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SELinuxDenyPtrace and security by default

SELinuxDenyPtrace and security by default

Posted Apr 12, 2012 5:48 UTC (Thu) by dlang (subscriber, #313)
In reply to: SELinuxDenyPtrace and security by default by slashdot
Parent article: SELinuxDenyPtrace and security by default

and how would you tell the difference between this malicious game and a copy of libreoffice? or a different browser?

how is all this configuration about what applications are allowed to access what programs going to be administered?


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SELinuxDenyPtrace and security by default

Posted Apr 12, 2012 6:15 UTC (Thu) by slashdot (guest, #22014) [Link]

The copy of LibreOffice has the same permissions of the game: none (i.e. the same as a random uid).

You open files like this:
1. User clicks Open in LibreOffice
2. LibreOffice asks GTK+ to run the Open dialog
3. GTK+ doesn't open the dialog, but instead sends a request via D-Bus to the session file manager
4. The session file manager opens the Open dialog
5. The user selects the file to open
6. The session file manager instructs the kernel LSM to grant access to the user-selected path to LibreOffice
7. The session file manager gives the user-selected path (either as a path, or as an FD over AF_UNIX that becomes /proc/self/fd/#) back to LibreOffice's GTK+ via D-Bus, which then gives it to LibreOffice
8. LibreOffice opens the file

Of course, this also needs a properly designed windows manager that doesn't let random clients simulate keystrokes and other nefarious stuff.

The game can try to do the same, but the user is unlikely to choose his own personal files when asked about which file to open.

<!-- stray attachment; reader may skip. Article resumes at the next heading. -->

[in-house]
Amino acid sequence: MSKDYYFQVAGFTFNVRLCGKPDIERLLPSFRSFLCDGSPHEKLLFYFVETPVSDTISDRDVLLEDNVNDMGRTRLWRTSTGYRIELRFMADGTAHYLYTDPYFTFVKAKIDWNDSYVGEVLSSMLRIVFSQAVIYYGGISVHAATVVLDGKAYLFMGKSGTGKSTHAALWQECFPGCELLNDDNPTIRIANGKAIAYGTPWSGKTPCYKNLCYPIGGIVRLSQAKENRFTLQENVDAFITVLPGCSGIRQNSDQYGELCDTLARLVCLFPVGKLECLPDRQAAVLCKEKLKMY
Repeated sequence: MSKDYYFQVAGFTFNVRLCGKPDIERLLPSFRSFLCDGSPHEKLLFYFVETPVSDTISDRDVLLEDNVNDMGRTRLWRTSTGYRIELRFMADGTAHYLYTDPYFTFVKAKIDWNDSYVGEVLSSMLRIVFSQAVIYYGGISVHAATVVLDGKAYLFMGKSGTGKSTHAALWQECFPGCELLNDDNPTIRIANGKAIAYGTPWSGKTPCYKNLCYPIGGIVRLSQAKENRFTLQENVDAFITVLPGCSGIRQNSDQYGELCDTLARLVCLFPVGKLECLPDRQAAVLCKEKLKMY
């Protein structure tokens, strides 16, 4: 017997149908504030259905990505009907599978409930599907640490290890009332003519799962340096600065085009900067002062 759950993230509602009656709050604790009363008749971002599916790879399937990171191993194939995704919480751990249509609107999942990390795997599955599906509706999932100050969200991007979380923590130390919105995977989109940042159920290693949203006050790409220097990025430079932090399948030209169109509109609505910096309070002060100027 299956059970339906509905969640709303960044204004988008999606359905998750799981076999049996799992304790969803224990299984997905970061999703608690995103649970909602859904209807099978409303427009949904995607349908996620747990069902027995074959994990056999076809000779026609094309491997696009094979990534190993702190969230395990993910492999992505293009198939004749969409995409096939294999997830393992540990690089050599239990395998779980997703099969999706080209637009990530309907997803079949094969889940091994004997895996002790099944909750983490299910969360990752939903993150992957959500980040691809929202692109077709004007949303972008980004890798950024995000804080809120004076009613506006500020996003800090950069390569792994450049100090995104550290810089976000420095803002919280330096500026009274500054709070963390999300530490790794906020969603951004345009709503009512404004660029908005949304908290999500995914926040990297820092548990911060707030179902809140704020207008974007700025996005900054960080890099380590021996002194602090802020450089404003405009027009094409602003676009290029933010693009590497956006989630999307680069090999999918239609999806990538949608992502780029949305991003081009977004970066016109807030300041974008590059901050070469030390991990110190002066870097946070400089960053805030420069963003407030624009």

Of course, there's a bunch of other scenarios that need to be handled, but it's all fixable with minimal or no changes to applications.

SELinuxDenyPtrace and security by default

Posted Apr 12, 2012 7:08 UTC (Thu) by hppnq (guest, #14462) [Link]

9. LibreOffice chokes on the malicious input it read from the file.

You can't base your security model on trusting sources that can't be trusted. But maybe you're just taking the mickey.

SELinuxDenyPtrace and security by default

Posted Apr 12, 2012 9:19 UTC (Thu) by Cyberax (✭ supporter ✭, #52523) [Link]

So what? If Libreoffice is properly sandboxed then it can't access other files and at most can be used to send out spam (if networking is enabled) until Libreoffice process is killed.

Of course, it leaves the problem of local vulnerabilities. But that's another story.

SELinuxDenyPtrace and security by default

Posted Apr 12, 2012 9:19 UTC (Thu) by renox (subscriber, #23785) [Link]

So what? If LibreOffice has no permissions, it cannot do much harm..

SELinuxDenyPtrace and security by default

Posted Apr 12, 2012 9:24 UTC (Thu) by slashdot (guest, #22014) [Link]

But it can't do any real damage, because it has no permissions to do so.

Also, with NX and ASLR, it should be next to impossible to actually do anything beyond crashing the application with a single document.

SELinuxDenyPtrace and security by default

Posted Apr 12, 2012 16:20 UTC (Thu) by hppnq (guest, #14462) [Link]

It's not extremely difficult to see the problem here: if you can't trust your editor if you need to edit your .profile, or if you can't trust it to properly handle its contents -- a program crash is not necessarily involved -- then what good is it to you that you have a secure way of opening it?

Who or what specifies what is or is not permitted?

SELinuxDenyPtrace and security by default

Posted Apr 12, 2012 14:23 UTC (Thu) by dgm (subscriber, #49227) [Link]

9. LibreOffice tries to open a second file linked in the document, or via code macro, fails miserably.
10. User swears, disables the broken security measures and goes back to working as usual.


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